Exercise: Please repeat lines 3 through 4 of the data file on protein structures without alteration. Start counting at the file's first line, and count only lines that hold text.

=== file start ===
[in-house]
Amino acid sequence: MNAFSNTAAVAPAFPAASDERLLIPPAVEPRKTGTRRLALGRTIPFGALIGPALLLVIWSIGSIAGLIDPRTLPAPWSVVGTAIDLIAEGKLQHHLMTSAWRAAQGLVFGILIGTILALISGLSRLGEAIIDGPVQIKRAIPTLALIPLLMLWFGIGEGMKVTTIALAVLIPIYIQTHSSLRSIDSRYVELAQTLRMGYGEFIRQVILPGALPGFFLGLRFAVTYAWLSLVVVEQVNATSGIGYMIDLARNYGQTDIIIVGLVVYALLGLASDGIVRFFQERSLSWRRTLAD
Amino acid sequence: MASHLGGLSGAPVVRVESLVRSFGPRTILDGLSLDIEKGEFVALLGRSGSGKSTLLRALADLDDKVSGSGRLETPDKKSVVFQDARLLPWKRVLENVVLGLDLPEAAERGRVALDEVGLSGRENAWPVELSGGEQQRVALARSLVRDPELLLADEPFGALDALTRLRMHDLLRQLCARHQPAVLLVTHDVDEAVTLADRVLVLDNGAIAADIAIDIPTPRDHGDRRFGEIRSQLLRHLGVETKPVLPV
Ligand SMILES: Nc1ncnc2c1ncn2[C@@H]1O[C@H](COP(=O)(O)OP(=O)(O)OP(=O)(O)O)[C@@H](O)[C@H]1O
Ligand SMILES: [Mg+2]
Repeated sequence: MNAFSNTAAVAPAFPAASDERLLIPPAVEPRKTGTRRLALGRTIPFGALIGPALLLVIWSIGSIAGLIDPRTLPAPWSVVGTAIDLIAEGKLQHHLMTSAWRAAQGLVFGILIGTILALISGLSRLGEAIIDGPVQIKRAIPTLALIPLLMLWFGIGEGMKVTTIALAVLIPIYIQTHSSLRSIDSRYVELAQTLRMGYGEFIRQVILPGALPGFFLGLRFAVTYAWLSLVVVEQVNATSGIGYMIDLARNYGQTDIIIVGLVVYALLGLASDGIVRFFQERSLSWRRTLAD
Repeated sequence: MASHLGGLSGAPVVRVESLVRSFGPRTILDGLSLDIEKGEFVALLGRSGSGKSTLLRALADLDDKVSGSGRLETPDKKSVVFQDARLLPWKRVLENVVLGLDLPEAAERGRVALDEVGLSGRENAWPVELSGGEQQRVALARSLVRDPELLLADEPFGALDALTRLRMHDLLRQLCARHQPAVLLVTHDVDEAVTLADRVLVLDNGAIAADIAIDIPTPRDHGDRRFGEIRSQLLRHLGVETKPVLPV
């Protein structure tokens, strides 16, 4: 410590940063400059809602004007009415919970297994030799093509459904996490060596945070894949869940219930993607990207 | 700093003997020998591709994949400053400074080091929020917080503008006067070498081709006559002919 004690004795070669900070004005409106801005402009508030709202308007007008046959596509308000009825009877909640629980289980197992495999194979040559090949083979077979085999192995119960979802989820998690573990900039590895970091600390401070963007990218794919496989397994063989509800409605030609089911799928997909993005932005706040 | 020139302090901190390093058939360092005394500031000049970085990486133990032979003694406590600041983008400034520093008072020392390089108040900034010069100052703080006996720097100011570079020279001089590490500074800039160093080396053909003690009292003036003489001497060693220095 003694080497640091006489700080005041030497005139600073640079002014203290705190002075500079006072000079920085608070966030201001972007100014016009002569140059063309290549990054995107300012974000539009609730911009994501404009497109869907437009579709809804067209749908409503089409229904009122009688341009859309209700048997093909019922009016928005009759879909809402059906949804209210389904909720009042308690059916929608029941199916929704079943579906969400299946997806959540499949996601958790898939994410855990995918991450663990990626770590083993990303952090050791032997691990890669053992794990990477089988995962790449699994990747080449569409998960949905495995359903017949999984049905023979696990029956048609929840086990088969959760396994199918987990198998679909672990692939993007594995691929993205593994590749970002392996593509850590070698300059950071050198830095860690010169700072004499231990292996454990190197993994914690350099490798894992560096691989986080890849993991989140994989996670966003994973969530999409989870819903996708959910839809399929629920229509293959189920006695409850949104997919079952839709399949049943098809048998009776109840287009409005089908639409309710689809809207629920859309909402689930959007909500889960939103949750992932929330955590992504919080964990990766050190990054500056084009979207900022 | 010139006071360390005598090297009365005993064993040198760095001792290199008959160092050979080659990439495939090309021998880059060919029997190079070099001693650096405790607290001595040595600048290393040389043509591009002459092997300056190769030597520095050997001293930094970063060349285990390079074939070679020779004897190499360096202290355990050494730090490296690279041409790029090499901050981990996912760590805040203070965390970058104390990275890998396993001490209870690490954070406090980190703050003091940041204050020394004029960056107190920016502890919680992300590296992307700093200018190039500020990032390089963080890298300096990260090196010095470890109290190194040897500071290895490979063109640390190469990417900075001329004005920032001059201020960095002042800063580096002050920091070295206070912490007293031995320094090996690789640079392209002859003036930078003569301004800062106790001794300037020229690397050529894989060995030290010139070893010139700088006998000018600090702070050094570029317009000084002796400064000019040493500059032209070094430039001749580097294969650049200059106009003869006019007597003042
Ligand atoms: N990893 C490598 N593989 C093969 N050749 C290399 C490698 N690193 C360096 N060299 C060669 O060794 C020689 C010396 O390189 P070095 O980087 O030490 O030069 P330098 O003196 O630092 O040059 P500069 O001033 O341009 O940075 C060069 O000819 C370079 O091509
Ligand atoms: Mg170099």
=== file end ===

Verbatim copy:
Amino acid sequence: MASHLGGLSGAPVVRVESLVRSFGPRTILDGLSLDIEKGEFVALLGRSGSGKSTLLRALADLDDKVSGSGRLETPDKKSVVFQDARLLPWKRVLENVVLGLDLPEAAERGRVALDEVGLSGRENAWPVELSGGEQQRVALARSLVRDPELLLADEPFGALDALTRLRMHDLLRQLCARHQPAVLLVTHDVDEAVTLADRVLVLDNGAIAADIAIDIPTPRDHGDRRFGEIRSQLLRHLGVETKPVLPV
Ligand SMILES: Nc1ncnc2c1ncn2[C@@H]1O[C@H](COP(=O)(O)OP(=O)(O)OP(=O)(O)O)[C@@H](O)[C@H]1O